Farm and Home Management Advisors

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About the Job

Advise, instruct, and assist individuals and families engaged in agriculture, agricultural-related processes, or home economics activities. Demonstrate procedures and apply research findings to solve problems; and instruct and train in product development, sales, and the use of machinery and equipment to promote general welfare. Includes county agricultural agents, feed and farm management advisors, home economists, and extension service advisors.

It is also Called

  • Youth Development Extension Agent
  • Watershed Management Specialist
  • Professor
  • Natural Resources Extension Educator
  • Marine Extension Agent
  • Home Supervisor
  • Home Service Director
  • Home Service Consultant
  • Home Service Adviser
  • Home Management Supervisor

What They Do

  • Set and monitor production targets.
  • Provide direct assistance to farmers by performing activities such as purchasing or selling products and supplies, supervising properties, and collecting soil and herbage samples for testing.
  • Act as an advocate for farmers or farmers' groups.
  • Conduct agricultural research, analyze data, and prepare research reports.
  • Conduct field demonstrations of new products, techniques, or services.
  • Collaborate with social service and health care professionals to advise individuals and families on home management practices such as budget planning, meal preparation, and time management.
  • Organize, advise, and participate in community activities and organizations such as county and state fair events and 4-H Clubs.
  • Schedule and make regular visits to farmers.
  • Maintain records of services provided and the effects of advice given.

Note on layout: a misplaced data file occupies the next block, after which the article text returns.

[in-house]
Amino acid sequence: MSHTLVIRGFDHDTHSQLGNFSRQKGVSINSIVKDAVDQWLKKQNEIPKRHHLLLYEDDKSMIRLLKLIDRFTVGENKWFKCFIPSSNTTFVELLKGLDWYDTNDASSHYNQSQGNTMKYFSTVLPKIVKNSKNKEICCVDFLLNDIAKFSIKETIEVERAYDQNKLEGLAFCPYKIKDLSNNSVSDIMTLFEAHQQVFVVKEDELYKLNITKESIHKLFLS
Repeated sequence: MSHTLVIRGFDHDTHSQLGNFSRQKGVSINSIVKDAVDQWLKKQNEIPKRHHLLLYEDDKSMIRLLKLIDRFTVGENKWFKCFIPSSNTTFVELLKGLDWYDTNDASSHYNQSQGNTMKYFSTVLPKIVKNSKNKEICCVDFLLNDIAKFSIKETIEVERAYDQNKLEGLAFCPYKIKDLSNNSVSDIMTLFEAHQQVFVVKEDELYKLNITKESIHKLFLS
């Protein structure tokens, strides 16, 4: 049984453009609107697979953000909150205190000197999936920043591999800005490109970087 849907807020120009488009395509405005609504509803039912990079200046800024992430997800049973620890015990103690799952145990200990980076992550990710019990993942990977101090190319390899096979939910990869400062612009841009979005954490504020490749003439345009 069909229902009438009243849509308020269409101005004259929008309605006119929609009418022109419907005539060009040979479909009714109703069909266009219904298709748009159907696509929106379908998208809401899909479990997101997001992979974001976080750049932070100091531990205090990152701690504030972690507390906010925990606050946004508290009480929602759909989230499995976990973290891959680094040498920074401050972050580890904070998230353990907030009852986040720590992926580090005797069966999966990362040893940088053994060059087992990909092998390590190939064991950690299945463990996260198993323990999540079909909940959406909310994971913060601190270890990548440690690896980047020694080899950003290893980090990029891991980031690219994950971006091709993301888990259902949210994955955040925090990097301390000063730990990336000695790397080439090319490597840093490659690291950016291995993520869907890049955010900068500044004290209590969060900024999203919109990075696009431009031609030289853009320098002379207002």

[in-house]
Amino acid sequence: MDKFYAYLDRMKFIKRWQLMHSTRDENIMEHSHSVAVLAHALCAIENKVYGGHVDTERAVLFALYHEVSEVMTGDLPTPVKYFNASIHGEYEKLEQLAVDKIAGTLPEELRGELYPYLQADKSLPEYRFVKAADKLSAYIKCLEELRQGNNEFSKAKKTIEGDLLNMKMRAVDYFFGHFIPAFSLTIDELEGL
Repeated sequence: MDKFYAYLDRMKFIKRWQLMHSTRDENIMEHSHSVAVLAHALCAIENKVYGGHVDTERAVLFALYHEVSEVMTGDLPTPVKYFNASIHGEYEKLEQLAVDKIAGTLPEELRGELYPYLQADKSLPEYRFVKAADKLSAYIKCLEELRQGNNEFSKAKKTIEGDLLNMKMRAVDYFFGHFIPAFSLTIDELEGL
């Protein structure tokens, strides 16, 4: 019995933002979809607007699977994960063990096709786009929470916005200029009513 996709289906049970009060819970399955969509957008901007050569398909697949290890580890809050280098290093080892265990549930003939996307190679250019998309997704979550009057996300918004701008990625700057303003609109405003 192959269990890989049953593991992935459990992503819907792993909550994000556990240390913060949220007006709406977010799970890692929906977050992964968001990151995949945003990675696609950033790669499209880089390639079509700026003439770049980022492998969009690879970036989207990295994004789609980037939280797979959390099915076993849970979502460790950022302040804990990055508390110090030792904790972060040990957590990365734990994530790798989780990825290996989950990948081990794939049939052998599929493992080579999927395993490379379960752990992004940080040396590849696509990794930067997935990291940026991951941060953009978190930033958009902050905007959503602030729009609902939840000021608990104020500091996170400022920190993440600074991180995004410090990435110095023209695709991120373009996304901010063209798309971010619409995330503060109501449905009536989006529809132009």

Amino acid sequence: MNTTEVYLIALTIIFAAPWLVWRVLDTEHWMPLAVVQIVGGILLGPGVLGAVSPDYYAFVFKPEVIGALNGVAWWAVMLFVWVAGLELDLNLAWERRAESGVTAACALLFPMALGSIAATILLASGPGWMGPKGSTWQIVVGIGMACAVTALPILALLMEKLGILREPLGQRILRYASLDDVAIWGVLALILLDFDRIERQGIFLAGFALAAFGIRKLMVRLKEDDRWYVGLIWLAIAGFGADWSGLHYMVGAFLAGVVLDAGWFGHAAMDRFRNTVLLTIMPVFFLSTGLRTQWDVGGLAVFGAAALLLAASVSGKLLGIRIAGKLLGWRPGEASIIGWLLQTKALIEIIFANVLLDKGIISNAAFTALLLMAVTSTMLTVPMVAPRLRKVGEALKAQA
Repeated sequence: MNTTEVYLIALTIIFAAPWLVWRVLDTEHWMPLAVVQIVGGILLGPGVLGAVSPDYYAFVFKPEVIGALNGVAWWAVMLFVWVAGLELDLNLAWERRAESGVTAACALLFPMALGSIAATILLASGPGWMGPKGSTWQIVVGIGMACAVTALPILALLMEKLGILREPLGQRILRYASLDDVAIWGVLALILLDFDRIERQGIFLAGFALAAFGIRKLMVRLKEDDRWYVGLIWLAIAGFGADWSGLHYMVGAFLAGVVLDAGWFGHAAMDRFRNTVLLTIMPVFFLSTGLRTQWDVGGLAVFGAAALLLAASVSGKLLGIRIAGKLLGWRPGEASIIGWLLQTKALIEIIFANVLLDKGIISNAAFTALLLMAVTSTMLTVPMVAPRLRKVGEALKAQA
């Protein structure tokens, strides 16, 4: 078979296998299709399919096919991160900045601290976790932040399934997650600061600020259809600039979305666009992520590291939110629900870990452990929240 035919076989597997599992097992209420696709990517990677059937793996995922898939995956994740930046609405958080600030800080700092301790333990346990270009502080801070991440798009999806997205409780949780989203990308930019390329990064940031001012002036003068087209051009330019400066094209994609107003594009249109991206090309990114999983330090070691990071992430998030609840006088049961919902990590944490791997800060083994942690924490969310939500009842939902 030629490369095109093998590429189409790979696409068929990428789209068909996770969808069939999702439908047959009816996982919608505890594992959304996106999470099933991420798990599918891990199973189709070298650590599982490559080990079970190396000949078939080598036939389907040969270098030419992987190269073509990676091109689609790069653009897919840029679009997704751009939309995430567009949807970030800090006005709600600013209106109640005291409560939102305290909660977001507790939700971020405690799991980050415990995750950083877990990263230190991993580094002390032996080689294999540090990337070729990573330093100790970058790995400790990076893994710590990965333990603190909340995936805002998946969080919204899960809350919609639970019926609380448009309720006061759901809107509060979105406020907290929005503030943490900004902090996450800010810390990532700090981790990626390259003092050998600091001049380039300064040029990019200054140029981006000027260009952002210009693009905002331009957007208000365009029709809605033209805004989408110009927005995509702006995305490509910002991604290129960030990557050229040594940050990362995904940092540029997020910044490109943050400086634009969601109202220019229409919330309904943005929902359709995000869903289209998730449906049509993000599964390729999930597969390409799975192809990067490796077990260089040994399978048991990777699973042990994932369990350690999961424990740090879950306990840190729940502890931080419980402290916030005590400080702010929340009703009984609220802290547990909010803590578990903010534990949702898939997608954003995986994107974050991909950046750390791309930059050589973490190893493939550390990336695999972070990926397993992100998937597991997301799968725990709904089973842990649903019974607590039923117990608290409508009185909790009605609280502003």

• Collect and evaluate data to determine community program needs.

Interests

People who work in this occupation generally have the interest code: SRE.

This means people who work in this occupation generally have Social interests, but also prefer Realistic and Enterprising environments.

Work Values

People who work in this occupation generally prize Relationships, but also value Independence and Achievement in their jobs.

Things They Need to Know

  • Education and Training - Knowledge of principles and methods for curriculum and training design, teaching and instruction for individuals and groups, and the measurement of training effects.
  • English Language - Knowledge of the structure and content of the English language including the meaning and spelling of words, rules of composition, and grammar.
  • Administration and Management - Knowledge of business and management principles involved in strategic planning, resource allocation, human resources modeling, leadership technique, production methods, and coordination of people and resources.
  • Food Production - Knowledge of techniques and equipment for planting, growing, and harvesting food products (both plant and animal) for consumption, including storage/handling techniques.
  • Customer and Personal Service - Knowledge of principles and processes for providing customer and personal services. This includes customer needs assessment, meeting quality standards for services, and evaluation of customer satisfaction.

Things They Need to Be Able to Do

  • Active Listening - Giving full attention to what other people are saying, taking time to understand the points being made, asking questions as appropriate, and not interrupting at inappropriate times.
  • Speaking - Talking to others to convey information effectively.
  • Complex Problem Solving - Identifying complex problems and reviewing related information to develop and evaluate options and implement solutions.
  • Social Perceptiveness - Being aware of others' reactions and understanding why they react as they do.
  • Learning Strategies - Selecting and using training/instructional methods and procedures appropriate for the situation when learning or teaching new things.
  • Reading Comprehension - Understanding written sentences and paragraphs in work related documents.
  • Critical Thinking - Using logic and reasoning to identify the strengths and weaknesses of alternative solutions, conclusions or approaches to problems.

Education Required

Most of these occupations require graduate school. For example, they may require a master's degree, and some require a Ph.D., M.D., or J.D. (law degree).

LMI Region

Wages

In 2013, the average annual wage in New Jersey was $76,070 with most people making between $35,940 and $119,020

Outlook

During 2008, this occupation employed approximately 150 people in New Jersey. It is projected that there will be 150 employed in 2018.

This occupation will have approximately - job openings annually.